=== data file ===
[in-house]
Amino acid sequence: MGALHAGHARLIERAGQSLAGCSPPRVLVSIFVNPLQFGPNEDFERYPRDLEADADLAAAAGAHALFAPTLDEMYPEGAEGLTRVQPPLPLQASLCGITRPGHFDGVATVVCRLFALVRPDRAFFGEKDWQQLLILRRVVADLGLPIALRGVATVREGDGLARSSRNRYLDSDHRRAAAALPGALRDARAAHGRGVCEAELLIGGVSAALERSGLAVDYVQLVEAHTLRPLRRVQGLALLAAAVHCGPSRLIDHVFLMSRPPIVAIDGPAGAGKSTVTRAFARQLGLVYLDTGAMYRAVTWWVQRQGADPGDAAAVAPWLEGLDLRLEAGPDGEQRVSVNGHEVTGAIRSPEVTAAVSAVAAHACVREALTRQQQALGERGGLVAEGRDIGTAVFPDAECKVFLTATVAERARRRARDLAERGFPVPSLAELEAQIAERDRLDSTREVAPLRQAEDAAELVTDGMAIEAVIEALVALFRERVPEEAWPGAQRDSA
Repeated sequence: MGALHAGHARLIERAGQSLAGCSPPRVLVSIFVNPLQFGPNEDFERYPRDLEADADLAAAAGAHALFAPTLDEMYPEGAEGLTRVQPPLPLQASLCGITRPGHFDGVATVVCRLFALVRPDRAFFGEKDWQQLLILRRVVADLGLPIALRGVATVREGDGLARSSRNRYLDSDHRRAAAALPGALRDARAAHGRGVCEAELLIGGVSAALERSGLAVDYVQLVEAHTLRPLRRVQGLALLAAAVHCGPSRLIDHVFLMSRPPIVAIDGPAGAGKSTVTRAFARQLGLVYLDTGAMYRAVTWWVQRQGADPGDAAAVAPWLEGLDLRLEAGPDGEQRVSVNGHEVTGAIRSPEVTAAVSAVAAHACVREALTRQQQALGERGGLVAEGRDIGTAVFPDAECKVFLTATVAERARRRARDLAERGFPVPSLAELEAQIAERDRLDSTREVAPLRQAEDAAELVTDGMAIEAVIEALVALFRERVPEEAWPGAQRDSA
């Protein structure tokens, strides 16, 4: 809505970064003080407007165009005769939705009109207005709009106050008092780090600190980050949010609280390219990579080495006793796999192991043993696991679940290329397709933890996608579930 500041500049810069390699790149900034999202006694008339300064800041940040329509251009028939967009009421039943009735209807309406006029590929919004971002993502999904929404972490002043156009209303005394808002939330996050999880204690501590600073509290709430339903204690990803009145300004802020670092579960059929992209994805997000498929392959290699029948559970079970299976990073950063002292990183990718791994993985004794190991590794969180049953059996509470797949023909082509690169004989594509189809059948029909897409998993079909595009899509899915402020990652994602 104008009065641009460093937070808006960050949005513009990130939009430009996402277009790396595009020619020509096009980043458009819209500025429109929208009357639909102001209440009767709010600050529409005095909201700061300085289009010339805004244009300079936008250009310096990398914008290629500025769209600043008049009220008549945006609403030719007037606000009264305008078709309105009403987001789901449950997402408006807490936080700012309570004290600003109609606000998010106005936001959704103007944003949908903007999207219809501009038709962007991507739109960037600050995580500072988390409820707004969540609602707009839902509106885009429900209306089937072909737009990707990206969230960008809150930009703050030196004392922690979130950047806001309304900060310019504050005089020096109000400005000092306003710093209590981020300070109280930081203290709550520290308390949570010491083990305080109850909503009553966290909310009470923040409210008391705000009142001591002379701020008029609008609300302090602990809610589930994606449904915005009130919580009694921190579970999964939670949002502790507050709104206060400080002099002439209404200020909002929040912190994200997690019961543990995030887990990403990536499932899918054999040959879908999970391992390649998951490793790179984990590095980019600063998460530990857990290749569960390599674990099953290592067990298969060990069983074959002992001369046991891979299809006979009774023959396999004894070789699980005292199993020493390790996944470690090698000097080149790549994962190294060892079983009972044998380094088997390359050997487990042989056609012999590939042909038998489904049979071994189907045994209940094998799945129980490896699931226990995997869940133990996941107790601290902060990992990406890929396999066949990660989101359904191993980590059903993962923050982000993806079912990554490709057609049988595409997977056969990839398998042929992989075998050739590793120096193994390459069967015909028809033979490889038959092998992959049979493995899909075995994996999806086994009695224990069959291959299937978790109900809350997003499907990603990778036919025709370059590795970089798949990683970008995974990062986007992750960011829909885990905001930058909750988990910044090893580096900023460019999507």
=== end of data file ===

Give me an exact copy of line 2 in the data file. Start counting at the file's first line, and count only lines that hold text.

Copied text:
Amino acid sequence: MGALHAGHARLIERAGQSLAGCSPPRVLVSIFVNPLQFGPNEDFERYPRDLEADADLAAAAGAHALFAPTLDEMYPEGAEGLTRVQPPLPLQASLCGITRPGHFDGVATVVCRLFALVRPDRAFFGEKDWQQLLILRRVVADLGLPIALRGVATVREGDGLARSSRNRYLDSDHRRAAAALPGALRDARAAHGRGVCEAELLIGGVSAALERSGLAVDYVQLVEAHTLRPLRRVQGLALLAAAVHCGPSRLIDHVFLMSRPPIVAIDGPAGAGKSTVTRAFARQLGLVYLDTGAMYRAVTWWVQRQGADPGDAAAVAPWLEGLDLRLEAGPDGEQRVSVNGHEVTGAIRSPEVTAAVSAVAAHACVREALTRQQQALGERGGLVAEGRDIGTAVFPDAECKVFLTATVAERARRRARDLAERGFPVPSLAELEAQIAERDRLDSTREVAPLRQAEDAAELVTDGMAIEAVIEALVALFRERVPEEAWPGAQRDSA